Photo: John and Julia Pestrikoff, husband and wife, Port Lions, Alaska.
Cukaluten, paapuskaaq iwa’aru! Carliangqutartuq. - Hurry, get the midwife! She’s going to have a baby.
Each Alutiq community had at least one midwife, a healer versed in herbal medicines and the arts of bloodletting, surgery, and childbirth. Appointed by her community at a young age and apprenticed to an older midwife, this woman tended the sick, provided prenatal care, and delivered babies. Midwives are remembered fondly for their great knowledge, kindness, and ability to help people.
Healers were believed to have spiritual powers. In addition to learning skills from older women, they were imbued with special knowledge. They simply knew how to diagnose and treat illness—a divine gift. Women worked with their hands to locate sickness and used herbs, steam baths, and touch as therapies. But they were also recognized as helpers for offering domestic assistance. After the birth of a baby, for example, a midwife often stayed in the new mother’s home to help with chores for several weeks.
Midwives delivered most of the babies born in Alutiiq communities until the 1950s, when western practitioners began urging expectant mothers to deliver in hospitals far from home. Today, the role of midwife has evolved into the publically funded position of community health aide (CHA). CHAs work as liaisons between their villages and the western medical world. Most are women, and many are descended from traditional healers.
Photo: Girl holds a new baby sibling, Afognak village, ca. 1960. Chadwick Collection.
Aanama qunukaanga. - My mother loves me.
Motherhood in classical Alutiiq society began at an early age. Alutiiq girls were considered adults at the time of their first menstruation, ready for marriage and child rearing after the completion of a ritual seclusion. This seclusion took place in a special hut, or in later time, a girl's bedroom. It lasted from several weeks to several months, conspicuously marking the passage out of childhood.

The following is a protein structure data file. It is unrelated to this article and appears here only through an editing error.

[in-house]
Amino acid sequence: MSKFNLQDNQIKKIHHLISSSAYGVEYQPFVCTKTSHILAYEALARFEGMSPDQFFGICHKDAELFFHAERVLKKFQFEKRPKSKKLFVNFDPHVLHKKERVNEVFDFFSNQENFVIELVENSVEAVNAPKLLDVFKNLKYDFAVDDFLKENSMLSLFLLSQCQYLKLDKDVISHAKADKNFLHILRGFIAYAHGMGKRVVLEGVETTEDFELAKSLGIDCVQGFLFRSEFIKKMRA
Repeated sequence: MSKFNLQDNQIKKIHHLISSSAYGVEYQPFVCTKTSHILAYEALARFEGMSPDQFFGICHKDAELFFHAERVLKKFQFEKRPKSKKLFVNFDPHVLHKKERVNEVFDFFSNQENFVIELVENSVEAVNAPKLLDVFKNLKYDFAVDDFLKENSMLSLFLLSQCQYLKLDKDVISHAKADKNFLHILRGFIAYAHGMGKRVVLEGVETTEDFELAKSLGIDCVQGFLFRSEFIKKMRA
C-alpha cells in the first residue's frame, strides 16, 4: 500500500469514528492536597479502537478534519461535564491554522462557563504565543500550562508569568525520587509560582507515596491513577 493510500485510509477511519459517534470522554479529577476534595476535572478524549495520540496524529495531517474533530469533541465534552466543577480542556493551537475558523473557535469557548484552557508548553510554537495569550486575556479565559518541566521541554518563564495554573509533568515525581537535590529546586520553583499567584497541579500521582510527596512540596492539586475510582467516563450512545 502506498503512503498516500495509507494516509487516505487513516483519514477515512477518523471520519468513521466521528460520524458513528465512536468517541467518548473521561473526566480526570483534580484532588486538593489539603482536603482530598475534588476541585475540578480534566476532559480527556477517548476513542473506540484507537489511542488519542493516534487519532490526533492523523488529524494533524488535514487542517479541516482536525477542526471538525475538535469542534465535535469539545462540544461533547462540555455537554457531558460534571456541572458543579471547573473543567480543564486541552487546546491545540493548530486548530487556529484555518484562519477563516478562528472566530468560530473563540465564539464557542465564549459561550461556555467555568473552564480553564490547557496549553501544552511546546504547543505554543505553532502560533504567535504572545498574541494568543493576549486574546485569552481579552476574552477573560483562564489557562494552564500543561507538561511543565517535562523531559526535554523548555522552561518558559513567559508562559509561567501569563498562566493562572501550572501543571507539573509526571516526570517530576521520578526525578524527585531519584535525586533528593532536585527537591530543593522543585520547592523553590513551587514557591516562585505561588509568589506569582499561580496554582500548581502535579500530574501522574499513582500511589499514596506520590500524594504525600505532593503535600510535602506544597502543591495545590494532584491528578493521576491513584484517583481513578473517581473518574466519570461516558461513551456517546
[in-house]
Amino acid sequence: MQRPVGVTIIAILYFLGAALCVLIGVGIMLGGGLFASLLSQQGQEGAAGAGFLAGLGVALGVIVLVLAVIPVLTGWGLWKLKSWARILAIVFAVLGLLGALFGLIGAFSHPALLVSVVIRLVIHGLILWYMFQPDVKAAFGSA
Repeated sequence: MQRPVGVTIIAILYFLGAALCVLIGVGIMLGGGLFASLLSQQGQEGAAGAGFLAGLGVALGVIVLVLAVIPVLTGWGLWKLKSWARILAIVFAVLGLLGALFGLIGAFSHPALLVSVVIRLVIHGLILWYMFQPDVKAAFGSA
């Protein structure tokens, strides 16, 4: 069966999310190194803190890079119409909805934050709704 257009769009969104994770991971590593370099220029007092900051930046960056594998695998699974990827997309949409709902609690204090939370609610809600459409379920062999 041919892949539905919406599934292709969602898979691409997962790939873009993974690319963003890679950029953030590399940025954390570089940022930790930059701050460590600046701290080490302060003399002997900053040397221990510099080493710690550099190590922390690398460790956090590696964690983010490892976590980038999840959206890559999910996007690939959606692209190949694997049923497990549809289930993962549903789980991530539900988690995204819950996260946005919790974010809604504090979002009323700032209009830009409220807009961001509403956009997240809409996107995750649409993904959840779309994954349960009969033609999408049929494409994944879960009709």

Children were highly coveted in Alutiiq society. Russian reports suggest that it was common for Alutiiq women to have four or five children, and women with babies were thought to be lucky. Women who failed to get pregnant were said to have dark insides. Such women consulted shamans who offered fertility charms and spiritual intervention. A doll from an archaeological site in Karluk may be such a charm. It features a very pregnant woman with her hands at the small of her back and enlarged genitals. The doll appears to be in labor. A Russian source also indicates that women who wanted children carried dolls, caring for them like babies.
Mothers had many special roles. A boy gave his first kills to his mothers, which she displayed at a celebratory festival. Mothers also helped their children arrange marriages. A boy's mother would approach the mother of the girl he wished to marry, to ask permission for the union. In turn, the girl's mother would question the boy's mother to determine if her son was a good provider.
Photo: LaRita Laktonen with her baby daughter at the Alutiiq Museum.
lliya’ateng carlia’artaarait. - They used to always take care of their orphans.
In classical Alutiiq society, young people who lost their parents were adopted into wealthy families as laborers, working in return for food, clothing, and shelter. This treatment of orphans is indicative of the importance of family to Alutiiqs. A person’s lineage was not only essential to defining their identity but to maintaining it. Without a family, a person had few social or economic resources and was easily disregarded. This perception of orphans is not unique to Alutiiqs. Alaska’s Athabaskan and Iñupiat societies also used orphans as laborers.
The treatment of orphans is recorded in traditional Alutiiq stories. One tale from Prince William Sound tells of three orphan boys. After being badly abused, they take revenge on their village. Escaping imprisonment in an empty sod house, the boys find weapons, kill the community chief and his family, chase away the other villagers, and then leave the community to live by themselves.